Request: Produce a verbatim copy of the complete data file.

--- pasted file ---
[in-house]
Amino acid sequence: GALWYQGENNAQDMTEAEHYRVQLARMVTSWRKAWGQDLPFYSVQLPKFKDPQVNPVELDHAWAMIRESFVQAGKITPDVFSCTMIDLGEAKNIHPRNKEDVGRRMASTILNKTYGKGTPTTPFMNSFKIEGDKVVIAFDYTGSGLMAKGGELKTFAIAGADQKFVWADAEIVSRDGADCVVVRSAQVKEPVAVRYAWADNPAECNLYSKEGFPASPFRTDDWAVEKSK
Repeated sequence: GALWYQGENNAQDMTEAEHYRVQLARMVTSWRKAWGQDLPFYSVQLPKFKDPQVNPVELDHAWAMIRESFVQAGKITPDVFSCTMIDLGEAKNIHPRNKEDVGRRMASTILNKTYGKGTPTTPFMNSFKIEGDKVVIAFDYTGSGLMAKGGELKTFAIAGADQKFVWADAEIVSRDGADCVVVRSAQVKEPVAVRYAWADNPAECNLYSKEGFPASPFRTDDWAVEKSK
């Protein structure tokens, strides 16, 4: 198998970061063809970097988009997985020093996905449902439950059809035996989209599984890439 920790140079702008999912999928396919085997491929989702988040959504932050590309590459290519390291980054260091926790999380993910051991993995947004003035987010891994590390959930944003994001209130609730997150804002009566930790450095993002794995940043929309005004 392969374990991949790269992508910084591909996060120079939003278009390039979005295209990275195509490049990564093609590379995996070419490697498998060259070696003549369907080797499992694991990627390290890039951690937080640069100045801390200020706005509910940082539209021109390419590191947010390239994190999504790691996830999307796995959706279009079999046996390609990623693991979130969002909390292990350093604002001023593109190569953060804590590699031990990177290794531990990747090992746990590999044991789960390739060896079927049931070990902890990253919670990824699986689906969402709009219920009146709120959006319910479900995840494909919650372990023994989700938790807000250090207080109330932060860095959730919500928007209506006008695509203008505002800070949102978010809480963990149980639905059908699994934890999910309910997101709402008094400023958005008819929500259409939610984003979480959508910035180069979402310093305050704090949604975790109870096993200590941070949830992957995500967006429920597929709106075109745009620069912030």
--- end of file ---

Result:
[in-house]
Amino acid sequence: GALWYQGENNAQDMTEAEHYRVQLARMVTSWRKAWGQDLPFYSVQLPKFKDPQVNPVELDHAWAMIRESFVQAGKITPDVFSCTMIDLGEAKNIHPRNKEDVGRRMASTILNKTYGKGTPTTPFMNSFKIEGDKVVIAFDYTGSGLMAKGGELKTFAIAGADQKFVWADAEIVSRDGADCVVVRSAQVKEPVAVRYAWADNPAECNLYSKEGFPASPFRTDDWAVEKSK
Repeated sequence: GALWYQGENNAQDMTEAEHYRVQLARMVTSWRKAWGQDLPFYSVQLPKFKDPQVNPVELDHAWAMIRESFVQAGKITPDVFSCTMIDLGEAKNIHPRNKEDVGRRMASTILNKTYGKGTPTTPFMNSFKIEGDKVVIAFDYTGSGLMAKGGELKTFAIAGADQKFVWADAEIVSRDGADCVVVRSAQVKEPVAVRYAWADNPAECNLYSKEGFPASPFRTDDWAVEKSK
């Protein structure tokens, strides 16, 4: 198998970061063809970097988009997985020093996905449902439950059809035996989209599984890439 920790140079702008999912999928396919085997491929989702988040959504932050590309590459290519390291980054260091926790999380993910051991993995947004003035987010891994590390959930944003994001209130609730997150804002009566930790450095993002794995940043929309005004 392969374990991949790269992508910084591909996060120079939003278009390039979005295209990275195509490049990564093609590379995996070419490697498998060259070696003549369907080797499992694991990627390290890039951690937080640069100045801390200020706005509910940082539209021109390419590191947010390239994190999504790691996830999307796995959706279009079999046996390609990623693991979130969002909390292990350093604002001023593109190569953060804590590699031990990177290794531990990747090992746990590999044991789960390739060896079927049931070990902890990253919670990824699986689906969402709009219920009146709120959006319910479900995840494909919650372990023994989700938790807000250090207080109330932060860095959730919500928007209506006008695509203008505002800070949102978010809480963990149980639905059908699994934890999910309910997101709402008094400023958005008819929500259409939610984003979480959508910035180069979402310093305050704090949604975790109870096993200590941070949830992957995500967006429920597929709106075109745009620069912030």